There’s a tagline on the front cover of this book that says, “This is a story of right and wrong, and how sometimes they look the same.” It could more accurately and easily have read, “This is a story of selfishness and how sometimes people don’t care what’s right if it gets in the way of their own happiness.”
As a follow-up to my Wednesday blog post about writing competitions, here is a short story (or more accurately, a short scene) I wrote back in 2000 for a Mills & Boon competition.
It’s not exactly embarrassing but I think there is an obvious subtext that I wasn’t ready to be published yet (i.e. a young author asks a mentor for help, albeit in a Mills & Boon context).
Try not to laugh too much.
In my entire life, I’ve entered four writing competitions. They were:
*The 2015 Victorian Premier’s Literary Award for an Unpublished Manuscript
*The 2015 Griffith Review’s Novella Project III Competition
*The 2015 Hardie Grant Egmont Ampersand Project
*A 2000 Mills & Boon short story competition
It should be obvious to anyone reading this that I didn’t win any of them or you would have heard about it by now. You would have heard a lot about it!
After I submitted to the Hardie Grant Egmont Ampersand Project, I wrote a blog idea on my ideas board about competitions. Specifically that writers entering competitions shouldn’t get dejected when they don’t win. And here’s a few reasons why that hopefully make all of us “losers” feel a little bit better.
Reading this book is a bit of a divergence for me as I’m an almost exclusive fiction reader but I saw it in the book store after coincidentally catching a Writers in the Rotunda program on TV (a Victoria University series of conversations with writers) where Helen Garner was talking about the five-year process of writing it.
In the end it turned out not to be such a big change because it is written in a novelistic tone. I think they call it creative non-fiction. It’s not simply a group of facts set out in a straightforward manner – the story being told prevents that.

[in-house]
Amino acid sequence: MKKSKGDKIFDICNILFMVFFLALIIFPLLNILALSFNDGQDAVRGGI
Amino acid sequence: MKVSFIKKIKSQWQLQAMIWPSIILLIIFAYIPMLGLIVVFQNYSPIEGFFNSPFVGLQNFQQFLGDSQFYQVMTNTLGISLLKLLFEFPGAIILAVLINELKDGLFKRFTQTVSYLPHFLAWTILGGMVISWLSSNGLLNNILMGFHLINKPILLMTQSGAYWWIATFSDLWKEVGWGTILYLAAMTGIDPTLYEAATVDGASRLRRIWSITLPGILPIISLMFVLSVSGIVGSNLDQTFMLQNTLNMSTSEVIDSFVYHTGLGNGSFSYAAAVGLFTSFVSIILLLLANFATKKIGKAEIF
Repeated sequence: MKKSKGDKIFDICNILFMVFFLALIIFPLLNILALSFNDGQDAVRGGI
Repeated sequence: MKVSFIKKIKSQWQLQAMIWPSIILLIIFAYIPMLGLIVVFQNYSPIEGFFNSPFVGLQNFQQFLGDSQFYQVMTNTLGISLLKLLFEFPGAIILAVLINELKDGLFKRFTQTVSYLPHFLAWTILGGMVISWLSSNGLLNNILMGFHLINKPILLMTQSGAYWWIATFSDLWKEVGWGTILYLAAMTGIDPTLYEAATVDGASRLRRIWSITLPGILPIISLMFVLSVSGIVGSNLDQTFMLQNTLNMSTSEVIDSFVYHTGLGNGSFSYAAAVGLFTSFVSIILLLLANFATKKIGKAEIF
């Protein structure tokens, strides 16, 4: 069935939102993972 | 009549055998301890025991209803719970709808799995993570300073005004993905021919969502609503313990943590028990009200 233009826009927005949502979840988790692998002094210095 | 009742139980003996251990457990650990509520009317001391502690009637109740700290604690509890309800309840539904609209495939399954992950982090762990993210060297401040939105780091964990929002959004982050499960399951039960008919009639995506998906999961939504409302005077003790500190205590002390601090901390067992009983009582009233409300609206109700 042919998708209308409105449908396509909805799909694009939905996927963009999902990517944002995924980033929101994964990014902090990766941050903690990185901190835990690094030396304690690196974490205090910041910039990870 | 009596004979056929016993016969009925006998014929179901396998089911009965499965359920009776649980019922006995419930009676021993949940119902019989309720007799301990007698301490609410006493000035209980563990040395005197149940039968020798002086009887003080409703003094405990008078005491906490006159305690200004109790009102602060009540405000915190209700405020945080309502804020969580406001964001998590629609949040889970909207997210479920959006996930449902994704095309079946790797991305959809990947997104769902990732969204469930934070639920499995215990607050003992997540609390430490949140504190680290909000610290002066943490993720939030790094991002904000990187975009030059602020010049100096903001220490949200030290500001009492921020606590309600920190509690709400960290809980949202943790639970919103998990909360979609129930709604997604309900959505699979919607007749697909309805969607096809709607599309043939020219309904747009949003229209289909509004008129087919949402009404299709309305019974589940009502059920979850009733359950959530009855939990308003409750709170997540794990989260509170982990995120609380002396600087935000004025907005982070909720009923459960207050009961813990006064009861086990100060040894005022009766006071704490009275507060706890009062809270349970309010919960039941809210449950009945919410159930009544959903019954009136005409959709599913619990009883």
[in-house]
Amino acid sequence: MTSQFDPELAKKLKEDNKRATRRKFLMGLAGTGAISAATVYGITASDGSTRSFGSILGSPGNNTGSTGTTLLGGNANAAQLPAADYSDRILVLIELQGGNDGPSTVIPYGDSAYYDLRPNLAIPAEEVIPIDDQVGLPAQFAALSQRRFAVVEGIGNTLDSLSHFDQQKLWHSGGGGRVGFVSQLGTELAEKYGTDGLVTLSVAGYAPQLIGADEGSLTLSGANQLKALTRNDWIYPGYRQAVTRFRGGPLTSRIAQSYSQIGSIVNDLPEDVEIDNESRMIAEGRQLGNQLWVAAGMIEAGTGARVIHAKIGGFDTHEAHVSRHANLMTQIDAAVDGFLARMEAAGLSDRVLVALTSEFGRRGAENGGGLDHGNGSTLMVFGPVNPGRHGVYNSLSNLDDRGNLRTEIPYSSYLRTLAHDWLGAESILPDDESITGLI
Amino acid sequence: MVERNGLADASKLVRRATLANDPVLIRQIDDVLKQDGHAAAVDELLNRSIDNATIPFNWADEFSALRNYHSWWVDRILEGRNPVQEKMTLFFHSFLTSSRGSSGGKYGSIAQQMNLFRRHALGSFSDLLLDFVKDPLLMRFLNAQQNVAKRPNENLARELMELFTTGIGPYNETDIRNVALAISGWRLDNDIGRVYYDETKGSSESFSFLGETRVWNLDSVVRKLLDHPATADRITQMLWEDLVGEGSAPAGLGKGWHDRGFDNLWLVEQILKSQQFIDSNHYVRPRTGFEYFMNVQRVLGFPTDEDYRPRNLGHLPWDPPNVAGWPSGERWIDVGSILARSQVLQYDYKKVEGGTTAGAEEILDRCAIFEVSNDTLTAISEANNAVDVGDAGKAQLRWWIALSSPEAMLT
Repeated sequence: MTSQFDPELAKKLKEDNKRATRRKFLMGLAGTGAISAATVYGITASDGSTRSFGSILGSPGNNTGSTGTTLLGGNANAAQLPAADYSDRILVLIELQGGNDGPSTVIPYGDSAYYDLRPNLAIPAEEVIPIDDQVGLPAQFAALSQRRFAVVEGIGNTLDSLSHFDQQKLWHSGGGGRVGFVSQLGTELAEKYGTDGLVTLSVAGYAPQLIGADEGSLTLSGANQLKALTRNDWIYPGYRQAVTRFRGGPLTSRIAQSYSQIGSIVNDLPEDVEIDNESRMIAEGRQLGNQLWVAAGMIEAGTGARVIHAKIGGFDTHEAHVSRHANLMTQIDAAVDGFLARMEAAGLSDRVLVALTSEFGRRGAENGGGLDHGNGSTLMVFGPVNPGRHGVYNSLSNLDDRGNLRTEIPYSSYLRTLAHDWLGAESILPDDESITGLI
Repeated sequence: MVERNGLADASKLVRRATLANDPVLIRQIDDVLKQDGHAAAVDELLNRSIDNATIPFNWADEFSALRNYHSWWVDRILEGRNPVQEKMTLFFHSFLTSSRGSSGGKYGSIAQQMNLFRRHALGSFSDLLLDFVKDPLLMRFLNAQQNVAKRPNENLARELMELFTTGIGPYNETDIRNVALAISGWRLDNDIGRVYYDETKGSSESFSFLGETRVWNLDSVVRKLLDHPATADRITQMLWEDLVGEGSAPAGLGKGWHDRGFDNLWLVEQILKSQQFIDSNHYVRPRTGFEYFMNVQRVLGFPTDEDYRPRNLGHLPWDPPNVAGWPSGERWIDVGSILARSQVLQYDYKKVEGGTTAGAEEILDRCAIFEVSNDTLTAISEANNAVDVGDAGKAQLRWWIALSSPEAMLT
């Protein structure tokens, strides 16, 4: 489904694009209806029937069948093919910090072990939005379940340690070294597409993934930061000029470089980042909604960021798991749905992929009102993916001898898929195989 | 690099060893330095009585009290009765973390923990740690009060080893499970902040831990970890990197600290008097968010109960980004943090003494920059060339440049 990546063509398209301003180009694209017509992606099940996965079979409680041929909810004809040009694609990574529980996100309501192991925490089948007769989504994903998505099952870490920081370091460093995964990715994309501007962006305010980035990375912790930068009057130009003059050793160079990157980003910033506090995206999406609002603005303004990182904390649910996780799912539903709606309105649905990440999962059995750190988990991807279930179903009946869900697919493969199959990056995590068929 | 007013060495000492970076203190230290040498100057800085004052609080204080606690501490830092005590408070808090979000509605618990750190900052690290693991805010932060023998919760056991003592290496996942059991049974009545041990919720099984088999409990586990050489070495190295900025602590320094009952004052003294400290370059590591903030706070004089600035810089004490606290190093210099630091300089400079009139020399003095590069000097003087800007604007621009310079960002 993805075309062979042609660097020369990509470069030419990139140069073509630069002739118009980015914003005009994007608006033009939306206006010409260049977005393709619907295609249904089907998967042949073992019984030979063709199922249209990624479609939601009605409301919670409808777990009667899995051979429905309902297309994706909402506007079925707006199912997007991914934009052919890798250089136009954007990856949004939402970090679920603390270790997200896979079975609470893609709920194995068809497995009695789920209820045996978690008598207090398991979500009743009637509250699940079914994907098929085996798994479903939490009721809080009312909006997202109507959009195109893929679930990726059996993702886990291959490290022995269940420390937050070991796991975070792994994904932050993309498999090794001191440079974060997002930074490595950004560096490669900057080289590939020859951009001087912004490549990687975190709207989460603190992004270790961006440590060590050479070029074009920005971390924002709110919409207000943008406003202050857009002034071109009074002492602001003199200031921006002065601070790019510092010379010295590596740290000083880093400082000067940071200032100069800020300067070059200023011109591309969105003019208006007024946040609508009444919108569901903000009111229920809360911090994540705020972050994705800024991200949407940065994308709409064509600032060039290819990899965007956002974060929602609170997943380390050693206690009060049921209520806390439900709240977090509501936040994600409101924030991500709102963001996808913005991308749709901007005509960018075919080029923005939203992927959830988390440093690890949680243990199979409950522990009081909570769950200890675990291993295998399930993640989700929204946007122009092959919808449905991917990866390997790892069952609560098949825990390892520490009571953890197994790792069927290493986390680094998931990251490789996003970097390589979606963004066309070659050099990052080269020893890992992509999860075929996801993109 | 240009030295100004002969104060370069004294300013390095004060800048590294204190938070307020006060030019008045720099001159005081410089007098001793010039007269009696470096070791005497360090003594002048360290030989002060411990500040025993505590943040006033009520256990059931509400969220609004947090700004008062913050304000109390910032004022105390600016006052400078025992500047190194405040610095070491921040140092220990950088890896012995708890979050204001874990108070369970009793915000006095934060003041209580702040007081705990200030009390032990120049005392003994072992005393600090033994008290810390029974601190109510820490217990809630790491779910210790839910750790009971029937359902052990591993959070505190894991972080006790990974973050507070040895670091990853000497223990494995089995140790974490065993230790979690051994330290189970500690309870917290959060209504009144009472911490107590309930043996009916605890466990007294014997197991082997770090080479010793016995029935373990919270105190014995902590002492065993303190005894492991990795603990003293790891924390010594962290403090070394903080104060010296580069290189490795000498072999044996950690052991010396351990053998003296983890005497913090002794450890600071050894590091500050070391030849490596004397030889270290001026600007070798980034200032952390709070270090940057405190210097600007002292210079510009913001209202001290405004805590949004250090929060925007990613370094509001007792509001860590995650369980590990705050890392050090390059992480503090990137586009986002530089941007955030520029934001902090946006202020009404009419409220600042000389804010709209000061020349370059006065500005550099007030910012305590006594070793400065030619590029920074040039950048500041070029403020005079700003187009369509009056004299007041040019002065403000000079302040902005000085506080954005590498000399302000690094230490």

The ultimate question in adaptation is whether something that is successful in one medium can be as successful in another. And there is no way of ever knowing the answer without going through the process.
There is no formula. There is no reasoning. It all comes down to chance with a lot of skill on the side. And sometimes it can come down to chance with no skill on the side at all. There are numerous examples of great films adapted from great source material, terrible films adapted from great source material, great films adapted from terrible source material and terrible films adapted from terrible source material. Sometimes the novelists themselves are great at adapting their own books. Sometimes the adaptation needs the touch of someone who can step away from the book a little. So what is the key to a great adaptation?
In a couple of places now, I’ve seen authors asking for suggestions on how to get readers to leave reviews on Goodreads and Amazon and other book sales platforms. People seem happy to buy and read their books but often feel they don’t have the skills to write a book review that would be useful to either other potential readers or the author.
So next time one of your readers umms and ahhs about posting a review of your book, send them a link to this blog post. I’ve broken it down into a few areas that hopefully make it a lot less scary and hopefully resulting in a lot more reviews. (Of course, I can’t guarantee the reviews will be positive though – that’s entirely up to the quality of your book.)
The Curious Incident of the Dog in the Night-Time by Mark Haddon is probably the most original and creative novel I have ever read. It is told in the first person by fifteen-year-old Christopher Boone, who has Asperger’s (or if you keep up with medical bureaucracy, which says this condition no longer exists, he is on the autism spectrum).
The opening chapter finds Christopher in his neighbour’s front yard in the middle of the night discovering the body of a dead dog. Not just a dead dog. A murdered dog. A dog with a large garden fork sticking out of it. Christopher is sad – or as he describes it – sad face (actual picture of a sad face). He yanks out the garden fork and is hugging the bleeding corpse when the dog’s owner comes out demanding to know what he has done to the dog.
But he didn’t kill it, which he tells her, and we know he’s telling the truth because he can’t lie, according to him. He decides he will find out who killed the dog so that the perpetrator can be punished.